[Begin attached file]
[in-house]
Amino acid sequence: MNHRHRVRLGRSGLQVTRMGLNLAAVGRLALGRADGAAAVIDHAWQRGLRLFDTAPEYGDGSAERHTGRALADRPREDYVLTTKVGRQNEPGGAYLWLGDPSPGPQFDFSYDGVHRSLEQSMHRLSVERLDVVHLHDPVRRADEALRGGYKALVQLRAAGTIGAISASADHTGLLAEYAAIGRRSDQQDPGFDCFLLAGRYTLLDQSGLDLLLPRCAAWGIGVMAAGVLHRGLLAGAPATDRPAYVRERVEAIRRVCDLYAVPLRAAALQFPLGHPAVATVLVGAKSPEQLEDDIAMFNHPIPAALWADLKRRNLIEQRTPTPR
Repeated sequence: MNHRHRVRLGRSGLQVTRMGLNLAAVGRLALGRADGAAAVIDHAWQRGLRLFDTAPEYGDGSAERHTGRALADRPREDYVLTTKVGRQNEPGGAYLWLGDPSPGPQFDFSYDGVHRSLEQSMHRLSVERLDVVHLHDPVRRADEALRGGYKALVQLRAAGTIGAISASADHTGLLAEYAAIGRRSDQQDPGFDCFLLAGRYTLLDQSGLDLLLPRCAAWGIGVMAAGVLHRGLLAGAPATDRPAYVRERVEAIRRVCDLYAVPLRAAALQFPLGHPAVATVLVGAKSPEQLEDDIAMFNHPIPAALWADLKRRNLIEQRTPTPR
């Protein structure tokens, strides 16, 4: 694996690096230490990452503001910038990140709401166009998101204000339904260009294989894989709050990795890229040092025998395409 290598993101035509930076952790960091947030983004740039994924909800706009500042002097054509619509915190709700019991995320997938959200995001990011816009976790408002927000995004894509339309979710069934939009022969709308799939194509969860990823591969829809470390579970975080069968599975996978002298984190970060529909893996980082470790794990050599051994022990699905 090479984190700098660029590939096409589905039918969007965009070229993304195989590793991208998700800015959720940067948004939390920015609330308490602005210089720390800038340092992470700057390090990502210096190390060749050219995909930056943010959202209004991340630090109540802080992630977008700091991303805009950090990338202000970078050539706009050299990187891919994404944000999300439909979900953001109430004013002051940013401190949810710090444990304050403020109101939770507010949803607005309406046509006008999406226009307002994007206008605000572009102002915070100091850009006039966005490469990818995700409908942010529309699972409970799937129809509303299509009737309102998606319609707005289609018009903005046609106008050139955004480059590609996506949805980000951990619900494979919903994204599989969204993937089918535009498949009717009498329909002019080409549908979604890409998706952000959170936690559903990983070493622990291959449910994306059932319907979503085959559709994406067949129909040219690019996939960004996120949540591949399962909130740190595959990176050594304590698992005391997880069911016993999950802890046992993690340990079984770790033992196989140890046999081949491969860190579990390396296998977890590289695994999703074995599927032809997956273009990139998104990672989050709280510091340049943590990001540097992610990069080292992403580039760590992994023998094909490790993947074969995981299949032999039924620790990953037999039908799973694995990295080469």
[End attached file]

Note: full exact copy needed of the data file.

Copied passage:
[in-house]
Amino acid sequence: MNHRHRVRLGRSGLQVTRMGLNLAAVGRLALGRADGAAAVIDHAWQRGLRLFDTAPEYGDGSAERHTGRALADRPREDYVLTTKVGRQNEPGGAYLWLGDPSPGPQFDFSYDGVHRSLEQSMHRLSVERLDVVHLHDPVRRADEALRGGYKALVQLRAAGTIGAISASADHTGLLAEYAAIGRRSDQQDPGFDCFLLAGRYTLLDQSGLDLLLPRCAAWGIGVMAAGVLHRGLLAGAPATDRPAYVRERVEAIRRVCDLYAVPLRAAALQFPLGHPAVATVLVGAKSPEQLEDDIAMFNHPIPAALWADLKRRNLIEQRTPTPR
Repeated sequence: MNHRHRVRLGRSGLQVTRMGLNLAAVGRLALGRADGAAAVIDHAWQRGLRLFDTAPEYGDGSAERHTGRALADRPREDYVLTTKVGRQNEPGGAYLWLGDPSPGPQFDFSYDGVHRSLEQSMHRLSVERLDVVHLHDPVRRADEALRGGYKALVQLRAAGTIGAISASADHTGLLAEYAAIGRRSDQQDPGFDCFLLAGRYTLLDQSGLDLLLPRCAAWGIGVMAAGVLHRGLLAGAPATDRPAYVRERVEAIRRVCDLYAVPLRAAALQFPLGHPAVATVLVGAKSPEQLEDDIAMFNHPIPAALWADLKRRNLIEQRTPTPR
């Protein structure tokens, strides 16, 4: 694996690096230490990452503001910038990140709401166009998101204000339904260009294989894989709050990795890229040092025998395409 290598993101035509930076952790960091947030983004740039994924909800706009500042002097054509619509915190709700019991995320997938959200995001990011816009976790408002927000995004894509339309979710069934939009022969709308799939194509969860990823591969829809470390579970975080069968599975996978002298984190970060529909893996980082470790794990050599051994022990699905 090479984190700098660029590939096409589905039918969007965009070229993304195989590793991208998700800015959720940067948004939390920015609330308490602005210089720390800038340092992470700057390090990502210096190390060749050219995909930056943010959202209004991340630090109540802080992630977008700091991303805009950090990338202000970078050539706009050299990187891919994404944000999300439909979900953001109430004013002051940013401190949810710090444990304050403020109101939770507010949803607005309406046509006008999406226009307002994007206008605000572009102002915070100091850009006039966005490469990818995700409908942010529309699972409970799937129809509303299509009737309102998606319609707005289609018009903005046609106008050139955004480059590609996506949805980000951990619900494979919903994204599989969204993937089918535009498949009717009498329909002019080409549908979604890409998706952000959170936690559903990983070493622990291959449910994306059932319907979503085959559709994406067949129909040219690019996939960004996120949540591949399962909130740190595959990176050594304590698992005391997880069911016993999950802890046992993690340990079984770790033992196989140890046999081949491969860190579990390396296998977890590289695994999703074995599927032809997956273009990139998104990672989050709280510091340049943590990001540097992610990069080292992403580039760590992994023998094909490790993947074969995981299949032999039924620790990953037999039908799973694995990295080469």